Whole-wheat flakes are kernels of wheat that are steamed, flattened through rollers, and then flaked. The flakes retain most of the nutritional value of the whole-wheat grains. Wheat flakes are still considered to be a form of uncooked grain and not a ready-to-eat cereal, but ready-to-eat-cereals are produced from the flakes.

Couscous

Couscous is produced from cracked durum wheat that has been steamed and allowed to dry. It has a pellet like appearance when dry, but when it is cooked it expands, becoming a light and fluffy mass. Couscous produced from refined durum wheat is yellow in color and has a mild flavor, while whole durum wheat couscous has a tan or buff color and a more pronounced flavor.

Couscous has the ability to absorb the flavors of the other ingredients that are added to it. As a very popular addition to North African dishes, couscous is often served as an accompaniment to stews, meats, vegetables and other savory dishes that include sauces or gravy. In addition, it can be served as a hot cereal topped with sugar or syrup.

Couscous can be stored for long periods of time in an airtight container. Couscous may also be referred to as Cous Cous, Israeli couscous (a larger variety of couscous), or Moroccan pasta. The different varieties of couscous can be purchased in their plain form in small quantities or in bulk. Couscous is also available in commercially prepared mixes that include the couscous and a flavoring packet. The different flavorings may combine a variety of seasonings and ingredients including, herbs, spices, nuts, and dried vegetables or fruits.


Couscous




Israeli Couscous







Wheat Germ

Wheat germ is the embryo of the seed or kernel of wheat. It is located at the bottom center of the kernel next to the stem. The wheat germ is the section of the kernel that is able to sprout, becoming a new plant. It is the only part of the wheat kernel that contains fat. The wheat germ (and the remainder of the inner kernel) is covered by several thin fibrous layers that are known as the bran layers. Wheat germ is highly nutritious, providing protein, fat, vitamins, and minerals. During the production of some types of wheat flour, the germ is often removed. Highly refined white flour is one such variety of wheat flour that does not contain the germ. Whole-wheat flour is a type of wheat flour in which the germ is retained.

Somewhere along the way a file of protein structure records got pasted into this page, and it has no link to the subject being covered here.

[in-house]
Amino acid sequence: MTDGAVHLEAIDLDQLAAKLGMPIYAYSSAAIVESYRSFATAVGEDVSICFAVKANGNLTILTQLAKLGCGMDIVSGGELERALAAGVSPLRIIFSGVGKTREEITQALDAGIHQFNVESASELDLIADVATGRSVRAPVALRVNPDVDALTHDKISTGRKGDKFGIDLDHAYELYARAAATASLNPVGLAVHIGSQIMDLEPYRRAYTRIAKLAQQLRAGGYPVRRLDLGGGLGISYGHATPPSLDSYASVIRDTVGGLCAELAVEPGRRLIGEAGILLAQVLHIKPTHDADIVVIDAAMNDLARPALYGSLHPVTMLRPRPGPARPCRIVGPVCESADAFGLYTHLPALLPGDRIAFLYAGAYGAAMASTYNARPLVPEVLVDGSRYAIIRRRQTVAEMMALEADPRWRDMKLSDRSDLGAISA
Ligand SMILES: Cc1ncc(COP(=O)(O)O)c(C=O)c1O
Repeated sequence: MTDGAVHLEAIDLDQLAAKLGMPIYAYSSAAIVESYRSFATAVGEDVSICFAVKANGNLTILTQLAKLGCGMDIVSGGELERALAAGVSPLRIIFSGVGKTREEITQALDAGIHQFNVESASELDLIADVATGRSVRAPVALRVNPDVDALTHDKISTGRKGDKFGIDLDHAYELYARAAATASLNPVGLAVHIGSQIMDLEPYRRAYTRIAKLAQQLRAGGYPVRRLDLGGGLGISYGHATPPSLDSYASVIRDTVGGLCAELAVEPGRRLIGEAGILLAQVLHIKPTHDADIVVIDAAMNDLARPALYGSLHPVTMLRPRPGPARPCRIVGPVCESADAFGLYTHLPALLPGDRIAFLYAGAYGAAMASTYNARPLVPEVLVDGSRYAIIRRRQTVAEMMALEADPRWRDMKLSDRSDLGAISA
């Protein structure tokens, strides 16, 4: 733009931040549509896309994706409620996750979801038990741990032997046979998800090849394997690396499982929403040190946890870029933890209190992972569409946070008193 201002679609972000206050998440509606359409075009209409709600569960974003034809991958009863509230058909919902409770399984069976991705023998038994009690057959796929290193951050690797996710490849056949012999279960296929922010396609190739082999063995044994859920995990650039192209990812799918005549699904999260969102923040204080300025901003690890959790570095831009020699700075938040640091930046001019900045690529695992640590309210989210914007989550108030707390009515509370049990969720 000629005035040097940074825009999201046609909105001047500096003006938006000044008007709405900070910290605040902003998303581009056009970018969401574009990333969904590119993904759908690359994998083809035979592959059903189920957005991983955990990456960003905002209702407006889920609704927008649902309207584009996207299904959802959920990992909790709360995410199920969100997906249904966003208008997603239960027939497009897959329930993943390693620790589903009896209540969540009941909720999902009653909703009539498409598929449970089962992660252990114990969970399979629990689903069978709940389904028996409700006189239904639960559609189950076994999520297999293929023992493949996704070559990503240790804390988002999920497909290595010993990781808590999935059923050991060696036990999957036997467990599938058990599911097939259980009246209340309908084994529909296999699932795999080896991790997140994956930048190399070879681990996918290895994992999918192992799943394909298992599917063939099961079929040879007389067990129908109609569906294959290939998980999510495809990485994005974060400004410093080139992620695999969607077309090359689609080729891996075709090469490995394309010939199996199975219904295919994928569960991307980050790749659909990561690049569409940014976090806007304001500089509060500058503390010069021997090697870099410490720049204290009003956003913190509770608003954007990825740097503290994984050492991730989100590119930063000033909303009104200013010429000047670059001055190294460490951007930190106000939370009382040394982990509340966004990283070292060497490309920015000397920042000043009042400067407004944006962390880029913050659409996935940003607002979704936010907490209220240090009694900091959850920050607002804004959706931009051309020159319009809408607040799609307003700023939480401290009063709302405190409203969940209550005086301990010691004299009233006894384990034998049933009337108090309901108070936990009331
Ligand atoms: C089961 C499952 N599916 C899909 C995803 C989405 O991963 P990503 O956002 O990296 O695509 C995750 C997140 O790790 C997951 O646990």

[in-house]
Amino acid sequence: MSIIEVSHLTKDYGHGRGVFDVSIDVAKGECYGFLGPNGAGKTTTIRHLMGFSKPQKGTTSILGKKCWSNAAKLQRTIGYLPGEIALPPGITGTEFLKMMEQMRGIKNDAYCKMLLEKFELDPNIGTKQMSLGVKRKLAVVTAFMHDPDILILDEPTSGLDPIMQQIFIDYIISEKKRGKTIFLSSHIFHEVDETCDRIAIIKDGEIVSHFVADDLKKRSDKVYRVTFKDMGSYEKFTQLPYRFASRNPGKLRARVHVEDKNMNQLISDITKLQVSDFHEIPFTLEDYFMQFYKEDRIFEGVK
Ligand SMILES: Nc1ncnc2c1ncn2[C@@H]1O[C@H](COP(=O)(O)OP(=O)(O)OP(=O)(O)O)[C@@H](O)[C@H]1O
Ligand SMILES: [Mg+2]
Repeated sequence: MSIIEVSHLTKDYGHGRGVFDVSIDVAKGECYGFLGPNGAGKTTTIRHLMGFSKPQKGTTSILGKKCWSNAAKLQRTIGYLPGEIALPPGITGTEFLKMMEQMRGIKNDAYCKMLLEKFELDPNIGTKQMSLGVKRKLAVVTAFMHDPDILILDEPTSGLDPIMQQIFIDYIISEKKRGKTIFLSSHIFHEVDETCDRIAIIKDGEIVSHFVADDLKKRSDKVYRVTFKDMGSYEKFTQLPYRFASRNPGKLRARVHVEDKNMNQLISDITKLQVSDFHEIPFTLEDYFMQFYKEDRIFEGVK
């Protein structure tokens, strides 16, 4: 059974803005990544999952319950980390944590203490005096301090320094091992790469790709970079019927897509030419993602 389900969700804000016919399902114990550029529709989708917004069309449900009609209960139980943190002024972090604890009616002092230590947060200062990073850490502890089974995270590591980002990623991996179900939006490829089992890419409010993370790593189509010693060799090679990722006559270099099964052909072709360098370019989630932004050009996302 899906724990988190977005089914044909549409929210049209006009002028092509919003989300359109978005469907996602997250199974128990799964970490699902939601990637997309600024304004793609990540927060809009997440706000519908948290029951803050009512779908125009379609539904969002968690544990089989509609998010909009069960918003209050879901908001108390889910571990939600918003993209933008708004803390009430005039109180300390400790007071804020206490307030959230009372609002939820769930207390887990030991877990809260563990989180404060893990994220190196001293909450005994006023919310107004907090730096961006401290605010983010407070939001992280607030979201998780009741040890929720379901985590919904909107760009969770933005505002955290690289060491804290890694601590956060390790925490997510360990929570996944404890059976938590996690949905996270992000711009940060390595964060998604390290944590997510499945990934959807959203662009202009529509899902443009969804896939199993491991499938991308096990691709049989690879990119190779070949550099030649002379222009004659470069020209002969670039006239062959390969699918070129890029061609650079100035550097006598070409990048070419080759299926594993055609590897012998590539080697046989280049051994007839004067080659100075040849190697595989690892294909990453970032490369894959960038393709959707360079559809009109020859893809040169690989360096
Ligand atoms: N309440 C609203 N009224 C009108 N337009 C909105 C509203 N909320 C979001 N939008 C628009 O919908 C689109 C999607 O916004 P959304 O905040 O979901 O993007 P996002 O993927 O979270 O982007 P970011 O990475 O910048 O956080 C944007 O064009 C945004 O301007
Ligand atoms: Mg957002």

Wheat Germ Oil

Wheat germ oil is an edible oil that is extracted from the germ, or embryo, of the wheat kernel. It is a rich source of vitamin E and is often used as a health food supplement. It can also be used to create delicious salad dressings, and it is surprisingly good when it is added to freshly cooked pasta. Like other edible oils, it should be stored in a sealed container in a cool, dark location. Wheat germ oil is available in large well-stocked food stores, as well as in health food stores and natural food stores.


Seitan

Seitan is a substance produced from wheat gluten. It is rich in protein and is commonly used in a number of vegetarian recipes. It has a firm, chewy meat-like texture. The flavor is rather bland and a neutral. The nondescript flavor of seitan allows it to readily absorb the flavors of other ingredients that may be combined with it in a recipe.

Seitan is available in square or rectangular wrapped cakes in the refrigerator section of Asian markets and health food stores. It is also sold in a powdered form called wheat gluten, which is mixed with water when used, but it does not have the chewy texture of the packaged seitan cakes.